November 5, 2018
Phoebe Pan ’20
Image of Ave Bisesi ’17
Ave Bisesi ’17 Photo credit: Courtesy of Ave Bisesi ’17

HHMI Inclusive Excellence STEM fellow Ave Bisesi ’17 is shaping the way STEM classrooms function, emphasizing inclusiveness and the needs of students on campus, while furthering their own passion for scientific research.

Ave Bisesi ’17 is no stranger to being an active community member: at Oberlin, they were involved in a range of activities outside the classroom, from playing with Preying Manti, the Women’s and Trans Ultimate Frisbee team, to hosting a radio show on WOBC-FM. Now, Bisesi is working to foster a sense of community in Oberlin’s academic spaces.

Bisesi is working as the 2018-2019 Inclusive Excellence STEM fellow as a part of Oberlin’s 2017 grant from the Howard Hughes Medical Institute. Their role is to assess and address the needs of STEM students on campus, a task that includes gathering data on student retention and classroom climates, as well as hosting spaces for staff and faculty to talk about science in a low-pressure environment.

Creating inclusive classroom settings is important to Bisesi, as the classroom was where some of their most formative moments took place at Oberlin. “I think the greatest things I gained over the course of my four years were confidence and a sense of self,” says Bisesi.

“I had always loved science. I arrived intending to major in biology and minor in math, and I was fortunate to find a strong and supportive community in the biology department at Oberlin.”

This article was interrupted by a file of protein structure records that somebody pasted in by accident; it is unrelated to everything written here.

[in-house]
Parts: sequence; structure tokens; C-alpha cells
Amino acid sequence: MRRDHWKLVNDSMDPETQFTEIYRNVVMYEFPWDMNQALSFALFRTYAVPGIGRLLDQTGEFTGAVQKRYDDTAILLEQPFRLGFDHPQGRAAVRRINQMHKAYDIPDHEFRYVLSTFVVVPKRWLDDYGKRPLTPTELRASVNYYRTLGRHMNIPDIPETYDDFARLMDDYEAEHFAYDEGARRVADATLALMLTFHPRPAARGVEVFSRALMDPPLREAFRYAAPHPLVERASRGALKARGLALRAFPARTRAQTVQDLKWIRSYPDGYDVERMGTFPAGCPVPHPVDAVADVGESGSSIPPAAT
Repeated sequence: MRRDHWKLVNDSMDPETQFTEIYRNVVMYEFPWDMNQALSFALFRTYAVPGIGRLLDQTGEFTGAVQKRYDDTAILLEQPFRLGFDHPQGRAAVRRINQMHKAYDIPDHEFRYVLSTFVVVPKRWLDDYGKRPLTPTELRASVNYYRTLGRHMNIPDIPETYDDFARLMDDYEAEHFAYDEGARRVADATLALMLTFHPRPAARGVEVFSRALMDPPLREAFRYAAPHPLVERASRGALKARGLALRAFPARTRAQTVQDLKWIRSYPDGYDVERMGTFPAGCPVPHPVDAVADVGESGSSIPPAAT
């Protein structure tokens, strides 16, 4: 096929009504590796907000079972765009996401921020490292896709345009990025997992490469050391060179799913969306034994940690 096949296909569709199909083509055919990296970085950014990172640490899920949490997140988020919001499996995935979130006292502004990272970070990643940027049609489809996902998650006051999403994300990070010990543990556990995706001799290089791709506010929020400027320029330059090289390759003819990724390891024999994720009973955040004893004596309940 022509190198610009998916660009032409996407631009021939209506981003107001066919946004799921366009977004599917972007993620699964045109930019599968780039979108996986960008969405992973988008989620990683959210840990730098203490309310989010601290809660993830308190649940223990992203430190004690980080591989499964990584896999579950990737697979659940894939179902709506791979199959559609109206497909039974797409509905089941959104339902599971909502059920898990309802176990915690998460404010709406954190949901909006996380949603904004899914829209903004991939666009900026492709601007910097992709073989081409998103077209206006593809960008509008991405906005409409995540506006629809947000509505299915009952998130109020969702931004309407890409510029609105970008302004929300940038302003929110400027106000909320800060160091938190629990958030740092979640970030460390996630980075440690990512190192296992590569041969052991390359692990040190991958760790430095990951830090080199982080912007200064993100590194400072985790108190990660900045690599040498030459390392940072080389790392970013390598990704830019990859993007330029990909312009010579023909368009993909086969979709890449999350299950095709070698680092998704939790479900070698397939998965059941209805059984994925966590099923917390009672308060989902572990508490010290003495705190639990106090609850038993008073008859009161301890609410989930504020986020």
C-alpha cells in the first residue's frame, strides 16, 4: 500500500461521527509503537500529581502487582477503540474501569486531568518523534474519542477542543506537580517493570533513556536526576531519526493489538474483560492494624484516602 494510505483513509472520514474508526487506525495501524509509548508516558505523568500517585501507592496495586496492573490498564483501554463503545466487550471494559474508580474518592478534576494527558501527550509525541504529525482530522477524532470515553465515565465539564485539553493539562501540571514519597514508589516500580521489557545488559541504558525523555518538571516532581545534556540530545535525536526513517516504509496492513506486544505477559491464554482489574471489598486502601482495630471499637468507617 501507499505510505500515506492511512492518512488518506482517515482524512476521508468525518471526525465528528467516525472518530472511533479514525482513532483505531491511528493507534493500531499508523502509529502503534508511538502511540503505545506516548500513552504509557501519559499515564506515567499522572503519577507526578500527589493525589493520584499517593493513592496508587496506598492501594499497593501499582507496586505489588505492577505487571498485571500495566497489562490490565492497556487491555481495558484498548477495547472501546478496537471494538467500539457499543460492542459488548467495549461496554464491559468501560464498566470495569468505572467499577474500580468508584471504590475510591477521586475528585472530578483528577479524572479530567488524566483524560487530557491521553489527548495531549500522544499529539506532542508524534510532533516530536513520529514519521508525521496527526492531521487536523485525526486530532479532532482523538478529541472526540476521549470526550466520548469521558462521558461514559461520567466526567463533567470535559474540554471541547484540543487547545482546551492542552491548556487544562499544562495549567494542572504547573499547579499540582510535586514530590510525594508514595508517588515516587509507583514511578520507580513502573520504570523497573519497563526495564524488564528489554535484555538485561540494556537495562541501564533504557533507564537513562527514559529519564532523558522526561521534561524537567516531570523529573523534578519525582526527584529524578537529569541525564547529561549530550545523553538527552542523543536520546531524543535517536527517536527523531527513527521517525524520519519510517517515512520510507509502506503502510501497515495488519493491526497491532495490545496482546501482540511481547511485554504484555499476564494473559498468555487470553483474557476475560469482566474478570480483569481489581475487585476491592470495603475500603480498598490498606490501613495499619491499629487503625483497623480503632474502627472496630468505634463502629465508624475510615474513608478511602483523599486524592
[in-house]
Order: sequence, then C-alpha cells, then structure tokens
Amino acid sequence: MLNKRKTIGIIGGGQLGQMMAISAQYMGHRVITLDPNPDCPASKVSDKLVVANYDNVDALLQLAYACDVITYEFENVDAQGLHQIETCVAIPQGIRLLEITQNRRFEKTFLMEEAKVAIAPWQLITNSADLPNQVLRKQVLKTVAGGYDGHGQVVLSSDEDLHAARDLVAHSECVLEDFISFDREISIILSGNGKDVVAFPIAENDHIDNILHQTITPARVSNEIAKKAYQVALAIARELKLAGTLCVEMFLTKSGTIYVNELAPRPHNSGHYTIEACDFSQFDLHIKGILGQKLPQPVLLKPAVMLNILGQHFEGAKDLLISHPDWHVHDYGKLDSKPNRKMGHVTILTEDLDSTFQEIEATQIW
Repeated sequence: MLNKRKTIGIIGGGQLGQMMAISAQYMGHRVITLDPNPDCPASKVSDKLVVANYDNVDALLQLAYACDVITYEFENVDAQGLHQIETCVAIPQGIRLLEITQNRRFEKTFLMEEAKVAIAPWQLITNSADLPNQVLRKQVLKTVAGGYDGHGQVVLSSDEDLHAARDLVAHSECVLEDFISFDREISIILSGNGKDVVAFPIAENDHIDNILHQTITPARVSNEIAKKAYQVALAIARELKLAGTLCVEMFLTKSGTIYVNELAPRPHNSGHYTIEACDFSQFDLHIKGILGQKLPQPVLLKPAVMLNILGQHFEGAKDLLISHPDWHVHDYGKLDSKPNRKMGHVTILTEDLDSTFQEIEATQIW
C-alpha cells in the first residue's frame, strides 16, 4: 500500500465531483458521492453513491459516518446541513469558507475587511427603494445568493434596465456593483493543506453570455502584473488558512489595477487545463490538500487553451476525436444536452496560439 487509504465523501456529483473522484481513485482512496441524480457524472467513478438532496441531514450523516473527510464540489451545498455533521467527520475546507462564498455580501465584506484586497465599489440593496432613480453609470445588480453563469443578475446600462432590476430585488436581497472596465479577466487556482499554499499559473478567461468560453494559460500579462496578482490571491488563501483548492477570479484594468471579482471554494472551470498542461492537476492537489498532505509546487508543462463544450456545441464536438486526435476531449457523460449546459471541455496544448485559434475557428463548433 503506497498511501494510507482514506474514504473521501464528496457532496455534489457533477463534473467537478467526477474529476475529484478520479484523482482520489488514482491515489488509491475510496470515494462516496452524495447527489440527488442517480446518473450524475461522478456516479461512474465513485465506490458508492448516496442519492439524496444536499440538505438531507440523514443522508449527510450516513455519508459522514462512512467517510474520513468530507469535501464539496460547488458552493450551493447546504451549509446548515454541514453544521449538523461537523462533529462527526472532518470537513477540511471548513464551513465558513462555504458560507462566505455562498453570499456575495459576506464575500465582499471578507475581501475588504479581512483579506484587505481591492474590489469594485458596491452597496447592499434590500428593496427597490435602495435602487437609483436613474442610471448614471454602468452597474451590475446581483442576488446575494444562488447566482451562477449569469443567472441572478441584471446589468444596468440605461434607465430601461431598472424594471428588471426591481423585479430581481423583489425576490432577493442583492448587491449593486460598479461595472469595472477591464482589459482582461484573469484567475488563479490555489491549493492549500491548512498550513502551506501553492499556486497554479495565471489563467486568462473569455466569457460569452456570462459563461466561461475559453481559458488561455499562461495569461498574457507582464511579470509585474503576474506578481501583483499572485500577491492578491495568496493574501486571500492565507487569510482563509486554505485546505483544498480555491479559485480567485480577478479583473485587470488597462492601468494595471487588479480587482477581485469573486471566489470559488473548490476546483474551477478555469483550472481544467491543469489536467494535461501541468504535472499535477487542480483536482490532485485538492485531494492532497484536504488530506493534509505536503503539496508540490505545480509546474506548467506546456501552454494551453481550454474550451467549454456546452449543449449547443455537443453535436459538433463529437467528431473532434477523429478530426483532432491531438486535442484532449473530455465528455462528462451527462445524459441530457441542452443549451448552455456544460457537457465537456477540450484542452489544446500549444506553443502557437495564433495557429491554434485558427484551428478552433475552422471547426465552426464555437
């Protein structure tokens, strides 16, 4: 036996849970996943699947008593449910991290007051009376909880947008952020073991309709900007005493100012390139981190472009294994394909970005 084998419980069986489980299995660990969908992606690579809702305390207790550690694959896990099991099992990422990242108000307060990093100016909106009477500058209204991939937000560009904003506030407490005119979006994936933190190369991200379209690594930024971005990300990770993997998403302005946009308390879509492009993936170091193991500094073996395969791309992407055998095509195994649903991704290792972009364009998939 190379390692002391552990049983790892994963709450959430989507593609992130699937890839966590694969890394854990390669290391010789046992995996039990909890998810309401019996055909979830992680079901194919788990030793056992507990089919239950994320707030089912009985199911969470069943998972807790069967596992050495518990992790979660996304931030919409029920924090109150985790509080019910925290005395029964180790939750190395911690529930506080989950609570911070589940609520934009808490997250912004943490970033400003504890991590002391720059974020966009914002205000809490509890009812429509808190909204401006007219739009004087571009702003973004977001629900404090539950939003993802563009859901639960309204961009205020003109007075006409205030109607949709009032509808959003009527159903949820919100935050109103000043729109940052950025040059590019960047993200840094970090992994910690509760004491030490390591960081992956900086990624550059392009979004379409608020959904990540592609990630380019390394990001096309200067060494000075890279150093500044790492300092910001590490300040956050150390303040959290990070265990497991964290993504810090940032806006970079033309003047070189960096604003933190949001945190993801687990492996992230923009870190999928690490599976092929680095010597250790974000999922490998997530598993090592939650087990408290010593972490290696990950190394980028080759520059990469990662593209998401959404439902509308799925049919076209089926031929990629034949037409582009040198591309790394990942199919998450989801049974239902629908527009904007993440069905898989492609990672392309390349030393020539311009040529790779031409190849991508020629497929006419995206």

Bisesi recalls a particularly meaningful moment in Assistant Professor of Biology Aaron Goldman’s course on Genomics. “Early in genomics, I remember that Aaron made a comment about how important it is that we don’t give in to biologically reductionist ideas of race and gender. As a trans person, I’d been reconciling my previously held notions of gender with my love of biology for a long time, and it was so affirming to hear, in the classroom, that I didn’t have to choose; that other scientists were actively thinking about these things.”

Much of Bisesi’s research and studies at Oberlin has informed their postgraduate work. Bisesi conducted research in a number of labs and completed their senior honors research with Associate Professor of Biology Angie Roles, investigating mitochondrial genome structure and instability. They also spent a summer doing osteosarcoma research at a hospital outside Philadelphia. All of these experiences solidified a love of research and the art of asking scientific questions.

In addition to their position at Oberlin, they are working toward a MFA in fiction through Warren Wilson College’s low-residency program and are cohosting a podcast about their experience as a trans person. Within the next few years, Bisesi plans to earn a PhD in geobiology, studying the coevolution of microorganisms, biogeochemical cycles, and climate.

“I’d like to attend an institution that puts emphasis on becoming a good educator, both so that I can interact with welcoming colleagues and so that I leave graduate school with a good understanding of how to teach inclusively.”

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